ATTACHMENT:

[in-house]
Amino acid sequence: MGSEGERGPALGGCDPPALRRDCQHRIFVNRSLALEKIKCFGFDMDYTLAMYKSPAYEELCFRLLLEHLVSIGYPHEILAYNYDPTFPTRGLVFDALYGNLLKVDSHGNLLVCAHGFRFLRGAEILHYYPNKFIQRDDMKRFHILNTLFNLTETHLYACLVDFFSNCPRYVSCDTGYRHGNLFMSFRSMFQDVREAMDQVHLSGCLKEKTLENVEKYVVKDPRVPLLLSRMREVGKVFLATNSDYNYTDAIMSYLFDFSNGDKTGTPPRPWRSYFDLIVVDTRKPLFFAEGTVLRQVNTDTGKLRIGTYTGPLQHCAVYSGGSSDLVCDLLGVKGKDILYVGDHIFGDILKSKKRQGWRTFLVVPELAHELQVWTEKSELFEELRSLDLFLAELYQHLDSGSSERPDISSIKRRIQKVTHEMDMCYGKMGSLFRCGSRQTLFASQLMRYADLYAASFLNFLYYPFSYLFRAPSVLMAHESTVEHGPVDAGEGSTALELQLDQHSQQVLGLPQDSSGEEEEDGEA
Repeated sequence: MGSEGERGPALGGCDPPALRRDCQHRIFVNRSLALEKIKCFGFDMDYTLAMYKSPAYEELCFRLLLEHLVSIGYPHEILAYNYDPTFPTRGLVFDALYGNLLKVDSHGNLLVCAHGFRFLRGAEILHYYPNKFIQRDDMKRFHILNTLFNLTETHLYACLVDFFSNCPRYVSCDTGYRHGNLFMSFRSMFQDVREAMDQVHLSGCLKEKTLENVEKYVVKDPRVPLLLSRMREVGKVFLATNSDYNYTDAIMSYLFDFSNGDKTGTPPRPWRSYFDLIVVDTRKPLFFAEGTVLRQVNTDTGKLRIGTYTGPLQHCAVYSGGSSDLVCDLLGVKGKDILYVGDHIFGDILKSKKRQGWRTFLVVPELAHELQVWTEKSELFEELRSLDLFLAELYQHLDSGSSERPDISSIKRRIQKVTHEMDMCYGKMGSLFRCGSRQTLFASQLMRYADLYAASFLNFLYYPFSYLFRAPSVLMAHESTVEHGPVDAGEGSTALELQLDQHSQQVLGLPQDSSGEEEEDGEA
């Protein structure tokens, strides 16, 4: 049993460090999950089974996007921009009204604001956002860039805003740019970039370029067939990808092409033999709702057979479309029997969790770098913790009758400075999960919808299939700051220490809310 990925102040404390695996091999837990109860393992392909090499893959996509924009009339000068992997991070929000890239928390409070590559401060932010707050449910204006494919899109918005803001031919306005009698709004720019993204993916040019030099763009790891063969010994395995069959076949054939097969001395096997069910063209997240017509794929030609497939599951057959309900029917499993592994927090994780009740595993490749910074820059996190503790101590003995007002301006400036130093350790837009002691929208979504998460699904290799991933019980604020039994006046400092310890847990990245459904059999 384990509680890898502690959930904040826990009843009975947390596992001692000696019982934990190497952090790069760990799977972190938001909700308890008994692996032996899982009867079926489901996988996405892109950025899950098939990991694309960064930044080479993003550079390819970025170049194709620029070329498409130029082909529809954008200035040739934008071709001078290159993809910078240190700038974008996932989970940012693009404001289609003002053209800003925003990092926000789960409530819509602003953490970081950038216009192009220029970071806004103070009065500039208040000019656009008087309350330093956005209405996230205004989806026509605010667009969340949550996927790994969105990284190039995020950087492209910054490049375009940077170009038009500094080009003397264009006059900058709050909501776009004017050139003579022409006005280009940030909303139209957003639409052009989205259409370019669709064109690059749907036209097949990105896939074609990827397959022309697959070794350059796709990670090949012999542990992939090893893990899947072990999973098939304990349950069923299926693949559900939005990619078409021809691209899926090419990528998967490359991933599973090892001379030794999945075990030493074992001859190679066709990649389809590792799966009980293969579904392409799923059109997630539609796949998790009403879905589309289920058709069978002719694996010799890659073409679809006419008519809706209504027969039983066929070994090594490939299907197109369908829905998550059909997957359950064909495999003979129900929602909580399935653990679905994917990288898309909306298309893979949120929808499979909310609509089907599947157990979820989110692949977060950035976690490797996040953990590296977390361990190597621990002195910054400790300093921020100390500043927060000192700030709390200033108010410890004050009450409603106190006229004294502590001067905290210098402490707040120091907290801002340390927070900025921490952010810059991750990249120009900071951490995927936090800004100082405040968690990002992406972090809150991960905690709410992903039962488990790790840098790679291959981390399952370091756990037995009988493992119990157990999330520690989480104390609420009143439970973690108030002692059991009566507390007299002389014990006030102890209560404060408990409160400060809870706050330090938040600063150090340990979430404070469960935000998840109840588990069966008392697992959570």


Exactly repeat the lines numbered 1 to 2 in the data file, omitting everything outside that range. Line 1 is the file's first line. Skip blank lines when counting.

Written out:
[in-house]
Amino acid sequence: MGSEGERGPALGGCDPPALRRDCQHRIFVNRSLALEKIKCFGFDMDYTLAMYKSPAYEELCFRLLLEHLVSIGYPHEILAYNYDPTFPTRGLVFDALYGNLLKVDSHGNLLVCAHGFRFLRGAEILHYYPNKFIQRDDMKRFHILNTLFNLTETHLYACLVDFFSNCPRYVSCDTGYRHGNLFMSFRSMFQDVREAMDQVHLSGCLKEKTLENVEKYVVKDPRVPLLLSRMREVGKVFLATNSDYNYTDAIMSYLFDFSNGDKTGTPPRPWRSYFDLIVVDTRKPLFFAEGTVLRQVNTDTGKLRIGTYTGPLQHCAVYSGGSSDLVCDLLGVKGKDILYVGDHIFGDILKSKKRQGWRTFLVVPELAHELQVWTEKSELFEELRSLDLFLAELYQHLDSGSSERPDISSIKRRIQKVTHEMDMCYGKMGSLFRCGSRQTLFASQLMRYADLYAASFLNFLYYPFSYLFRAPSVLMAHESTVEHGPVDAGEGSTALELQLDQHSQQVLGLPQDSSGEEEEDGEA